Eagle Creek Fire Soil Burn Maps

I’ll be talking about these maps on the evening newscasts but want to get it online as well.  The Eagle Creek Fire “Burn Area Emergency Response Team” has released a survey of fire impacts to the vegetation & soil in the Gorge.  The results are contained in a large map here:


I’ve zoomed in on several areas so you can take a close look at your favorite hiking destinations or routes.  Of course you would probably like a legend to go with the map…

Fire Eagle Creek Soil Damage Explain

This from the BAER folks:

High burn severity is indicated by the burning of all or nearly all of the ground cover and surface organic matter (leaves, needles, and decaying plant matter), including fine roots. Moderate burn severity has consumption of up to 80% of the ground cover. In areas with low burn severity, much of the organic matter on the surface is not fully burned and roots are generally intact.

The higher the burn severity is, the less likely the soil is able to absorb water from rainfall and snow melt. Severely damaged soils will produce more and faster water runoff. They are also more prone to erosion and landslides


Fire Eagle Creek Soil Damage Maps

Fire Eagle Creek Soil Damage Maps2

Fire Eagle Creek Soil Damage Maps3

Fire Eagle Creek Soil Damage Maps4

I notice a few things…real intense burn around Franklin Ridge & Oneonta Gorge.  But much of the far western edge of the fire was in the low to very low category otherwise.  But check out the red throughout the Tanner & Eagle Creek canyons.  That’s pretty bad and in that area the fire moved many miles south of the Gorge.  Once you get to the eastern end of the fire from Herman Creek to Mt. Defiance the intensity was lower again.  This may be because this area burned last, just before the heavy rain finished off the fire.  Temperatures were a bit cooler and westerly wind generally brings a bit higher humidity; that can possibly reduce fire intensity.

I took a drive through the Gorge (as far as Cascade Locks) last weekend and again yesterday.  After seeing video of the fire on the 4th and 5th one would think there would be almost nothing left.  That is most definitely not the case.  It looks the same as it did before; just a little…different.  I’ve got 3 observations for you:

1) Lots of burned brush below mainly green fir trees…this is a common sight.  Some of that tree bark is black a good 20 feet up.  That will be a reminder of the fire for a few decades to come.  In these areas new greenery will pop up by next April/May.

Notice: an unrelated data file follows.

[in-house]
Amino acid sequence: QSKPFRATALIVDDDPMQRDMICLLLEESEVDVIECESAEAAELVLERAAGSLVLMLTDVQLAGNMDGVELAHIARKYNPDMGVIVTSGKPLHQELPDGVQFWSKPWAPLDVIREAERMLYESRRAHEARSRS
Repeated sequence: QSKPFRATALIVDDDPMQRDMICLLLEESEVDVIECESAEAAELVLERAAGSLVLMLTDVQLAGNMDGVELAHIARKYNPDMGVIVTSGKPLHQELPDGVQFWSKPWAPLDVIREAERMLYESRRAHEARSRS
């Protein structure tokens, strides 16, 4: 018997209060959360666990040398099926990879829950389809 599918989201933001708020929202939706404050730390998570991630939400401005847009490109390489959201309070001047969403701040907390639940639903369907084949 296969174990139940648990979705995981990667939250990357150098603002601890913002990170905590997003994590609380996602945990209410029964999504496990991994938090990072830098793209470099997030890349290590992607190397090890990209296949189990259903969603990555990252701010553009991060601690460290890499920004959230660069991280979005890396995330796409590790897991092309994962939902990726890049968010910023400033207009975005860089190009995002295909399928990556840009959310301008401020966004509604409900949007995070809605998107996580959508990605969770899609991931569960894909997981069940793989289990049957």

2) On many of the high ridges you can see burned trees without the needles so the forest up there looks a little “thin”.

3) Nowhere did I see a totally bare landscape, except the upper part of Angel’s Rest with just a few “toothpick” trees sticking up.  Remember that’s one spot that burned over in the 1991 Falls Fire too.  Once the trail opens up there will be even more views to appreciate.

Chief Meteorologist Mark Nelsen

17 Responses to Eagle Creek Fire Soil Burn Maps

  1. Joshua Downtown PDX says:

    Atmospheric river incoming for the middle to end of next week. Looking like another wet October despite the dry start.

  2. Low of 39˚F overnight, first sub-40˚F low of the season. Yesterday’s high made it only to 50˚F despite being sunny and dry. Fall is definitely here. Going on an overnight camping/mushrooming trip this afternoon; will be bringing lots of warm blankets.

  3. Brian in Leavenworth says:

    Hello, I posted a few weeks ago about https://weather.us and that it has the ECMWF in great detail (I don’t know how complete it is, but way better than anything free then has ever been available). I just got an update from facebook from them, they are saying that they will continue to add maps, courtesy of Dr. Ryan Maeu, formerly of weatherbell, who seems to be the kind of weather maps. They will be adding incremental snowfall maps, where as of now it Is just the total accumulated snowfall maps.

    Anyway, you can see so many parameters for the Euro there, and it even lets you zoom into your location or county, as opposed to a larger regional map, and it goes by every 3 hours. It also has charts (instead of graphs for now) for the ECMWF ensemble for any location for 15 days. You all need to bookmark this page, and hopefully Mark can link this on his weather model page. Gone are the days where us weather weenies only had a few basic Euro maps at only 24 hour increments.  

    • Boydo3 N. Albany says:

      Checked it out and it does look like a cool site. Added it to my bookmarked list of the other hundred or so weather related sites already in my favorites.

  4. Nahtalkin says:

    I see the computer generated weather graphics are stuck a wee bit and starting to bounce in a tad bit. Does anyone have virtual lubricant for the weather team? It must be our damp weather, as the graphics tend to bounce and stick this time of year. What a strange, virtual reality time we live in. Impossible to watch football games on TV anymore with all the augmented graphic crap out there. I’ve got trees to hug, later dudes.

  5. pappoose in scappoose says:

    Message Date: Oct 07 2017 02:56:19

    Dopper Radar KRTX, serving SW Washington and NW Oregon was returned to service several hours ago. So far, so good.

  6. W7ENK says:

    Beautiful October sunrise this morning over Downtown.

    Looking North from the Tillikum Bridge.

    Looking North from my office.

    Looking West into downtown from my office.

    Feel free to use these on air, Mark. I can send you the full res photos if you’d like? Credit given, of course. 🙂

  7. JERAT416 says:

    Are there any estimates as to when anything will open back up?

  8. High Desert Mat says:

    First in a long line of firsts to come!!

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